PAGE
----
Psychological Self-Help

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logotherapists do an excellent job of helping a person find a "meaning
of the moment. " You can almost always find something helpful to do
in any situation, something considerate of others. Meaning, in this
sense, is everywhere. How do you find special meaning in every
situation, even boring or stressful ones? Fabry (1988) suggests these
five guideposts for finding meaning wherever you are:
1.
How can I discover more about myself? The more you see
yourself from different angles and in different settings--and the
more honest you are about your feelings--the more meaning
you will see in the world around you. 
2.
Can I think of lots of choices I have in this situation? There are
usually many alternatives. The more freedom of choice you
have, the more meaning the situation has for you. 
3.
Can I make a unique contribution in this situation? The more
you feel that only you could or would have done what you did,
the more meaning you get out of the situation. 
4.
Can I take some responsibility for improving this situation?
Something positive can be done in most situations. The more
responsibly you behave, the more meaningful your life will be. 
5.
How can I help others? How can I take care of others' needs,
rather than my own? Self-centeredness--thinking about
yourself--lessens the meaningfulness of a situation; altruism--
thinking about others--increases it. 
These questions are designed to help your conscience decide what
to do. A logotherapist focuses on your positive traits, your hopes, your
peak experiences, and any other hint as to what would be meaningful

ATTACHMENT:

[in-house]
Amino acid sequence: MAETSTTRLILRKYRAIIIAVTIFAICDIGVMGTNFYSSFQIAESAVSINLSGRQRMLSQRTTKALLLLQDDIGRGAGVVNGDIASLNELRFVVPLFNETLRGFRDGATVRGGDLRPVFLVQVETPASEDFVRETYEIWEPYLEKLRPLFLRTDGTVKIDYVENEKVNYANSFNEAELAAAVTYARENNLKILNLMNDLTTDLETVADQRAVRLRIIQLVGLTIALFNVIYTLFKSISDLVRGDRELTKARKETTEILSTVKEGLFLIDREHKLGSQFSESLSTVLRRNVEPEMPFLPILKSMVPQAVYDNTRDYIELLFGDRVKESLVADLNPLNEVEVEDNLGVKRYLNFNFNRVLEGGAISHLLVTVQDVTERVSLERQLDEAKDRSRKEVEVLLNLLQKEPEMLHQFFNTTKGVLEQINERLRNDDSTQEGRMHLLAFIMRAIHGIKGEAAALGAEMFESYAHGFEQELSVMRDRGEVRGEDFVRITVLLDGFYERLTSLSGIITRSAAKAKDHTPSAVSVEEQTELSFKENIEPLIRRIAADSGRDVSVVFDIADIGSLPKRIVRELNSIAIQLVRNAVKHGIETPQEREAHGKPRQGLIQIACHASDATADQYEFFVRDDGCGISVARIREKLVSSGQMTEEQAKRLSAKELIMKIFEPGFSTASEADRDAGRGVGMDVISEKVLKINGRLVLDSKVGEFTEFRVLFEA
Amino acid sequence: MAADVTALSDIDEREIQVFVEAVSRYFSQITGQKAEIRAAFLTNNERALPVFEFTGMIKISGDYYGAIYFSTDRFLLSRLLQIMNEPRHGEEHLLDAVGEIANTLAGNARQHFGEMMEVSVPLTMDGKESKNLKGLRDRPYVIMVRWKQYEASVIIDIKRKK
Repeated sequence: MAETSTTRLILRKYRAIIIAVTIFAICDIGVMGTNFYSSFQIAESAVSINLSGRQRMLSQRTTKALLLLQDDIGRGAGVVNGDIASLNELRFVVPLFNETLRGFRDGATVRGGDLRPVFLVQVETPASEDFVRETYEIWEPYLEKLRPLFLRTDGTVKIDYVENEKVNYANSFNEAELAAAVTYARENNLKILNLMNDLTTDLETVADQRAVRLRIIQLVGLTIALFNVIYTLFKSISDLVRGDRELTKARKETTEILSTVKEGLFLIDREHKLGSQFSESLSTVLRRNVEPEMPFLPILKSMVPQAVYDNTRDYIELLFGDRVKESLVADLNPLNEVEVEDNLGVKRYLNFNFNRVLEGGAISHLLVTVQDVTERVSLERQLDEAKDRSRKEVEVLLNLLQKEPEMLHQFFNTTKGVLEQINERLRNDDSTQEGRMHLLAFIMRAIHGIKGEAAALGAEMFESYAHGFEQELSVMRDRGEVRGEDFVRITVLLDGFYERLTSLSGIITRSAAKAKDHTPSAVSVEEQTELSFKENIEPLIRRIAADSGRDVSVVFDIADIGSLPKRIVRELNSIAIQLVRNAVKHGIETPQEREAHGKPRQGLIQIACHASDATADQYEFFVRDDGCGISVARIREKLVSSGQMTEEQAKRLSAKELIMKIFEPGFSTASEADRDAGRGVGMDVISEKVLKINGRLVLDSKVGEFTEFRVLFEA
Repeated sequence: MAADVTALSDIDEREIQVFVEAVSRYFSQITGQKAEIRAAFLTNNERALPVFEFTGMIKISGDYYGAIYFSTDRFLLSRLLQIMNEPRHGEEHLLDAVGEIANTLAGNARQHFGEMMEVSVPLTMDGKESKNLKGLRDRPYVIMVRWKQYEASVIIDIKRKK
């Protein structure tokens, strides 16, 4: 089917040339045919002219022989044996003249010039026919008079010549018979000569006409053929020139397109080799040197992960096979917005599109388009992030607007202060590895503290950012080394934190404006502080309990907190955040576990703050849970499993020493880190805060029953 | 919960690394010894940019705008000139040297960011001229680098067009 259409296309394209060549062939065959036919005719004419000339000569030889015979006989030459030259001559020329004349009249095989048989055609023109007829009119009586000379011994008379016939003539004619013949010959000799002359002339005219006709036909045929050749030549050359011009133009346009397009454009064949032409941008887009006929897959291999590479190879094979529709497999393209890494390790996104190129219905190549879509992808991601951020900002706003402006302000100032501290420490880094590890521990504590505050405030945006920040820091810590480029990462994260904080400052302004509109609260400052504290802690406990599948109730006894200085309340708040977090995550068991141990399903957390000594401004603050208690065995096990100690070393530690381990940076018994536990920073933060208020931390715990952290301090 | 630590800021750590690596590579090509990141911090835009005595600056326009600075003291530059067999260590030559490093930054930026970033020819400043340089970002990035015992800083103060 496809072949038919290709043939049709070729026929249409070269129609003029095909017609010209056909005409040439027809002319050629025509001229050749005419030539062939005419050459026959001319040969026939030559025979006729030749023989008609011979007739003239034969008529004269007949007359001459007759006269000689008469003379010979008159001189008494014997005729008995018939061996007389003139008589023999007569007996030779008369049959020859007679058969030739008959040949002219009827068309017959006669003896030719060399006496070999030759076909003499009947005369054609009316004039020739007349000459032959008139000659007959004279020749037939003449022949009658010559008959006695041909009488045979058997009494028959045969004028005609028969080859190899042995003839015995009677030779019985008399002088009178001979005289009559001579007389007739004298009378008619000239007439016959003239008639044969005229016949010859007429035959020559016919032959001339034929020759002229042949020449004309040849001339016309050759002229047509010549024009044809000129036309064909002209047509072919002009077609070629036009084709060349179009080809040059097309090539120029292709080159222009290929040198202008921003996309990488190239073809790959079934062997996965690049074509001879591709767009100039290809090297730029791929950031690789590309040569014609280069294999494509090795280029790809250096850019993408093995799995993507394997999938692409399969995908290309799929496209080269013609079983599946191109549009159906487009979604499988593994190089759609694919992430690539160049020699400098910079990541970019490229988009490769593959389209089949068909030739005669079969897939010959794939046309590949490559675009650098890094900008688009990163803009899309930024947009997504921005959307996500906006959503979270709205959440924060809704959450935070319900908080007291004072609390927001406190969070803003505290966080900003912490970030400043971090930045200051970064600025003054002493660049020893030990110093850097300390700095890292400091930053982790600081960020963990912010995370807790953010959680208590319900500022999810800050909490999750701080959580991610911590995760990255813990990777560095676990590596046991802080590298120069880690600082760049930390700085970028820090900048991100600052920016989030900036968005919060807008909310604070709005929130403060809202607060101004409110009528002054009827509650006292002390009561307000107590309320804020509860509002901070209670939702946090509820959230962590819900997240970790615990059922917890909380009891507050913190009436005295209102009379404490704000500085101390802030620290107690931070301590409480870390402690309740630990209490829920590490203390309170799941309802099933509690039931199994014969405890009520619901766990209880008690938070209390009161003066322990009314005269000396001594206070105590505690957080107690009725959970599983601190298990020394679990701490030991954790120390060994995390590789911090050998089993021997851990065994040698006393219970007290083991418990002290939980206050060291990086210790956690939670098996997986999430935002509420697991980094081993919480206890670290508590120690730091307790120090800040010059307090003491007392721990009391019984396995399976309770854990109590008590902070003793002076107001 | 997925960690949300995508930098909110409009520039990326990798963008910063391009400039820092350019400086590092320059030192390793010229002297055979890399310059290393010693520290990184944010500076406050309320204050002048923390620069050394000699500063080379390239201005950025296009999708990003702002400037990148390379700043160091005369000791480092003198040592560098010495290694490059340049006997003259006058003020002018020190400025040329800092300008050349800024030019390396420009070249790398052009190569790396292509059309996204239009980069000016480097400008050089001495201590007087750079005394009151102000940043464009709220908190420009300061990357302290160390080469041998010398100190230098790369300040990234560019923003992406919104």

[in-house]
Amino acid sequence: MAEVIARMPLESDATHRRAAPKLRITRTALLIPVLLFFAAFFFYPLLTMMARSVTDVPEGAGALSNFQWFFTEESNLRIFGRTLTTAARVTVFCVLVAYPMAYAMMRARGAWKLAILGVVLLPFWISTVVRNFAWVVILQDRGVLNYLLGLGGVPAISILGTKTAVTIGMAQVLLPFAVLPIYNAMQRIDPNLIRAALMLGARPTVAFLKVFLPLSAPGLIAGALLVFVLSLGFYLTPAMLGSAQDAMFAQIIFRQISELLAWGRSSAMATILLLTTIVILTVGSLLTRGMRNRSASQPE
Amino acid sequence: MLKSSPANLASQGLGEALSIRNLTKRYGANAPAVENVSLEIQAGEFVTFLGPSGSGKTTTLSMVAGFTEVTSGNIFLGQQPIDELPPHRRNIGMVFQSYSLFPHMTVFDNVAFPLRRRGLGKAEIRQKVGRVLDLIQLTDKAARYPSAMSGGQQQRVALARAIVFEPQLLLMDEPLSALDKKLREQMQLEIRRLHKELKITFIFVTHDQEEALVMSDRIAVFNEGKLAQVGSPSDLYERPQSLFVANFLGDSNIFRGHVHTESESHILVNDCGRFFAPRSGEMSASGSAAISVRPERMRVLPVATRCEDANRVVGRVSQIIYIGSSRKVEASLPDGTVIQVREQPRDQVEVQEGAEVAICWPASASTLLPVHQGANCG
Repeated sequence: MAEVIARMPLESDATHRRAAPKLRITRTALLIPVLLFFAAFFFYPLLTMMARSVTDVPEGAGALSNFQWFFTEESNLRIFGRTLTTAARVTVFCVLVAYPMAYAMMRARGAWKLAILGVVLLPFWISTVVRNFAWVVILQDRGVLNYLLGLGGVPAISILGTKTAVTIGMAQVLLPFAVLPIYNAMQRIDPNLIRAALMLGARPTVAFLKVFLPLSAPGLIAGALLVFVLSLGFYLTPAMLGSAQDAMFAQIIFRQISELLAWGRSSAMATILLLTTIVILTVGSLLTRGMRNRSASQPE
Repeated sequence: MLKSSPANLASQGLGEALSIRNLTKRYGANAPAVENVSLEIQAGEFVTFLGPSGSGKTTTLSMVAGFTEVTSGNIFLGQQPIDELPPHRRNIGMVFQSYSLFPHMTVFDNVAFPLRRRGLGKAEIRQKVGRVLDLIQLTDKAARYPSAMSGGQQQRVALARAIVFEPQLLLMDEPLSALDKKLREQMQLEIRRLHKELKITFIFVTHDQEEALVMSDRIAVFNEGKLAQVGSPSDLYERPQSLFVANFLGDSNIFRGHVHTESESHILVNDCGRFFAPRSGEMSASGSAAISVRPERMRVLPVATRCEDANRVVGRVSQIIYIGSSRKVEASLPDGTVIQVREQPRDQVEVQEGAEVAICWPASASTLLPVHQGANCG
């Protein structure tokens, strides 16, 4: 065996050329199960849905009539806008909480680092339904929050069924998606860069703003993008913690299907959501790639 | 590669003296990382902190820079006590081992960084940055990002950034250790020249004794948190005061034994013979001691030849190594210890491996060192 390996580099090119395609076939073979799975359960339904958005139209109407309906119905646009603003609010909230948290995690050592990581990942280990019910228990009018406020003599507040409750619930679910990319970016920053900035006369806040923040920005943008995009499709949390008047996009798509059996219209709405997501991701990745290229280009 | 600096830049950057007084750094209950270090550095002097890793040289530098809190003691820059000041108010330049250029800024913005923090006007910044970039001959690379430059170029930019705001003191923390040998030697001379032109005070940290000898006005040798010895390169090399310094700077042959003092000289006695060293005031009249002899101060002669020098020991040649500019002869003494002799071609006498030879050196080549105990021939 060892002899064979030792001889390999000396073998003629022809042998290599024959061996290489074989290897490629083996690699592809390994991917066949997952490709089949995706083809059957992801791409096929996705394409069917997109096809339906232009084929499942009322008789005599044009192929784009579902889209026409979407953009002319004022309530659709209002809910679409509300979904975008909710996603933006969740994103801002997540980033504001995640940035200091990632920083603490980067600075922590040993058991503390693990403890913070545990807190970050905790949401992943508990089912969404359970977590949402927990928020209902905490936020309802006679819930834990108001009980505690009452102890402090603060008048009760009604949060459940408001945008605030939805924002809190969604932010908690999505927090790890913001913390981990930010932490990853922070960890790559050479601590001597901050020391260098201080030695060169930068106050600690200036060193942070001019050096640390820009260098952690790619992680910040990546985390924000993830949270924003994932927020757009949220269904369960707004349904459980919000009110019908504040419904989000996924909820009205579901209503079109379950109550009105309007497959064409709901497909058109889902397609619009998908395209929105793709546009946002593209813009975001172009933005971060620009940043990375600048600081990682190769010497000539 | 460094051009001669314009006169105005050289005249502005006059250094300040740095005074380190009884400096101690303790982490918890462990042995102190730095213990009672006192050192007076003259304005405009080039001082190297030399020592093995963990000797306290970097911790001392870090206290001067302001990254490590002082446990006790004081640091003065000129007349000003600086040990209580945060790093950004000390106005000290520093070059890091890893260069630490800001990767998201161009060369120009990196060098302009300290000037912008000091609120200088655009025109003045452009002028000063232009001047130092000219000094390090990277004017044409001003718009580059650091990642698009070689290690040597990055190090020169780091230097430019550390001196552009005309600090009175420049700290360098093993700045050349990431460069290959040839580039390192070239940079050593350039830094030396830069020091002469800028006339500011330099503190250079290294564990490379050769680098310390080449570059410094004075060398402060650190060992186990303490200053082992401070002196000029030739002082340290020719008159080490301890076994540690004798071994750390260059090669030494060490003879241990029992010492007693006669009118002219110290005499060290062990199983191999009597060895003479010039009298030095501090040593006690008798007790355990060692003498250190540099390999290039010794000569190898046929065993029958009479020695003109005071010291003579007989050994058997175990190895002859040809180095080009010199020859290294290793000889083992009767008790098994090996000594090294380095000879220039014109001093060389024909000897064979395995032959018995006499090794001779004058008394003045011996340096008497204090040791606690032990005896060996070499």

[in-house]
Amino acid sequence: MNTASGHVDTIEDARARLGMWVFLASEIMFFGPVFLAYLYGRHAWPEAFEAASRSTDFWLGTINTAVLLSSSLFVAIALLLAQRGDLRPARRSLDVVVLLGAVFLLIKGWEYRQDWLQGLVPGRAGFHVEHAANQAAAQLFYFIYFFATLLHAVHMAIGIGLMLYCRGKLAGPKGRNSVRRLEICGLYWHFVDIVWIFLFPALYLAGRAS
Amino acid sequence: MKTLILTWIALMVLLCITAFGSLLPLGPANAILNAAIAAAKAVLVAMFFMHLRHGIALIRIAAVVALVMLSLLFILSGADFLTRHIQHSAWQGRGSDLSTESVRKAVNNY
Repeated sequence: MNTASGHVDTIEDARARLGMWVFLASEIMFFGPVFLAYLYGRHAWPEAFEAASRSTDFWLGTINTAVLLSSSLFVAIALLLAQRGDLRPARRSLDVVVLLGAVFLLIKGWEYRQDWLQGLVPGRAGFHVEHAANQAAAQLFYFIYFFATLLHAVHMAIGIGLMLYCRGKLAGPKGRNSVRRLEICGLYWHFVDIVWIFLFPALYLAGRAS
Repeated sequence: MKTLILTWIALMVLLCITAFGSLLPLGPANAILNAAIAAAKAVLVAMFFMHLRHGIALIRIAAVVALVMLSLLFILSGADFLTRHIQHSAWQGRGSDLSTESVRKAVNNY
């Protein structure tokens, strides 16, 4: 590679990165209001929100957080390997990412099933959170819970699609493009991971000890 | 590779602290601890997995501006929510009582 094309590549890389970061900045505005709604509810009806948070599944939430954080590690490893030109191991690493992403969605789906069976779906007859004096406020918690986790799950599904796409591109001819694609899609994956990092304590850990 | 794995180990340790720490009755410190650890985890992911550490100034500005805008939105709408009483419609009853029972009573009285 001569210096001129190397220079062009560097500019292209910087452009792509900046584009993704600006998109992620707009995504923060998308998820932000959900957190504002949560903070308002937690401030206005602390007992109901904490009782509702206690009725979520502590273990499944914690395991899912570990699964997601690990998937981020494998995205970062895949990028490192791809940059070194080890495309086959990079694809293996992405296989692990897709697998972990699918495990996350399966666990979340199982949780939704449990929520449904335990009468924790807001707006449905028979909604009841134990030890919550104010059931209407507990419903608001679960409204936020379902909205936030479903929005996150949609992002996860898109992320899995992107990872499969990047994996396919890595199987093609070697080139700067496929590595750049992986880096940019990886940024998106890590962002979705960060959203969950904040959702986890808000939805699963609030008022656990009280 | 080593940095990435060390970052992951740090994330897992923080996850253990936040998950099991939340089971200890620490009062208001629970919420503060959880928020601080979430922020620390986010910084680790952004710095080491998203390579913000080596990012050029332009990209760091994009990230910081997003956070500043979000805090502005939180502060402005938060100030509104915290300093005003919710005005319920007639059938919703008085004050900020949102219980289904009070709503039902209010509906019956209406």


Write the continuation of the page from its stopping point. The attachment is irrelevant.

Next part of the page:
to you. The idea is to feel good by finding something meaningful to do.
And, meaningful acts, according to Frankl, are not seeking fun, status,
money or power. But, how do you convince yourself to adopt these
new attitudes? It sounds a little feeble just to say by "self-
confrontation" (see chapter 3). 
Optimism
Do you believe that, in general, things will work out pretty well for you
in life? Optimism is your explanatory style--your attributions and, even
more so, your hopeful expectations of the future. Optimism is good for
you! More and more research supports this view (Seligman, 1991,
1995; Scheier & Carver, 1992), but as a society we are becoming
more and more pessimistic. Having hope and expecting positive
outcomes buffer you from the ravages of psychological distress. You
have better mental and physical health. Seligman says success at work
requires ability, motivation, and optimism. If you don't believe you can
do something, you won't try, no matter how talented you are or how
much you hope for success. Underachievers tend to be pessimists,
overachievers optimists. Optimism is related to but different from self-
esteem, self-efficacy, and being happy. Having a hopeless view
(chapter 6) contributes to depression. Because women worry and
ruminate more about their problems than men (men play basketball or
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